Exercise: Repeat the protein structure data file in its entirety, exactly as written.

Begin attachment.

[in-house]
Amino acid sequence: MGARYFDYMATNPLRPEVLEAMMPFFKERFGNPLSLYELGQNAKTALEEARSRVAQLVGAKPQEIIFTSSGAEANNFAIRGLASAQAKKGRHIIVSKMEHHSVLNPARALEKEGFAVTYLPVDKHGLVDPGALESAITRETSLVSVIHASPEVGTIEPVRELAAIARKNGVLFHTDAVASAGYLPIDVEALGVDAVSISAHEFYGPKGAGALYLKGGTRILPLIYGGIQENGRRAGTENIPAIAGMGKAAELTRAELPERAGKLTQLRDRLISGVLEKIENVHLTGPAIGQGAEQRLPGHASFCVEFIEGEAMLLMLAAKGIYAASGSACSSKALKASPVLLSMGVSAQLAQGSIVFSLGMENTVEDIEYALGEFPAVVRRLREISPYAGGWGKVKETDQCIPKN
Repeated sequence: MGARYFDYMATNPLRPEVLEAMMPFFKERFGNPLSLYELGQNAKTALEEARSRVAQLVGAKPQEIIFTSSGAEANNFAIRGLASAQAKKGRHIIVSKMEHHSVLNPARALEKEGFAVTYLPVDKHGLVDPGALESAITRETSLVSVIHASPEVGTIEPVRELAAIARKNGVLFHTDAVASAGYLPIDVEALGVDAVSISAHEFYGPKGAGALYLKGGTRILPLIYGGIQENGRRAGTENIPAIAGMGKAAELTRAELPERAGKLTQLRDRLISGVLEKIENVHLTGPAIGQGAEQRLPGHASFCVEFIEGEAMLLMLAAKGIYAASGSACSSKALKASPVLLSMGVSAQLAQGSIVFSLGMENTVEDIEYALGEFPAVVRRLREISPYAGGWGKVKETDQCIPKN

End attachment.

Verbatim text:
[in-house]
Amino acid sequence: MGARYFDYMATNPLRPEVLEAMMPFFKERFGNPLSLYELGQNAKTALEEARSRVAQLVGAKPQEIIFTSSGAEANNFAIRGLASAQAKKGRHIIVSKMEHHSVLNPARALEKEGFAVTYLPVDKHGLVDPGALESAITRETSLVSVIHASPEVGTIEPVRELAAIARKNGVLFHTDAVASAGYLPIDVEALGVDAVSISAHEFYGPKGAGALYLKGGTRILPLIYGGIQENGRRAGTENIPAIAGMGKAAELTRAELPERAGKLTQLRDRLISGVLEKIENVHLTGPAIGQGAEQRLPGHASFCVEFIEGEAMLLMLAAKGIYAASGSACSSKALKASPVLLSMGVSAQLAQGSIVFSLGMENTVEDIEYALGEFPAVVRRLREISPYAGGWGKVKETDQCIPKN
Repeated sequence: MGARYFDYMATNPLRPEVLEAMMPFFKERFGNPLSLYELGQNAKTALEEARSRVAQLVGAKPQEIIFTSSGAEANNFAIRGLASAQAKKGRHIIVSKMEHHSVLNPARALEKEGFAVTYLPVDKHGLVDPGALESAITRETSLVSVIHASPEVGTIEPVRELAAIARKNGVLFHTDAVASAGYLPIDVEALGVDAVSISAHEFYGPKGAGALYLKGGTRILPLIYGGIQENGRRAGTENIPAIAGMGKAAELTRAELPERAGKLTQLRDRLISGVLEKIENVHLTGPAIGQGAEQRLPGHASFCVEFIEGEAMLLMLAAKGIYAASGSACSSKALKASPVLLSMGVSAQLAQGSIVFSLGMENTVEDIEYALGEFPAVVRRLREISPYAGGWGKVKETDQCIPKN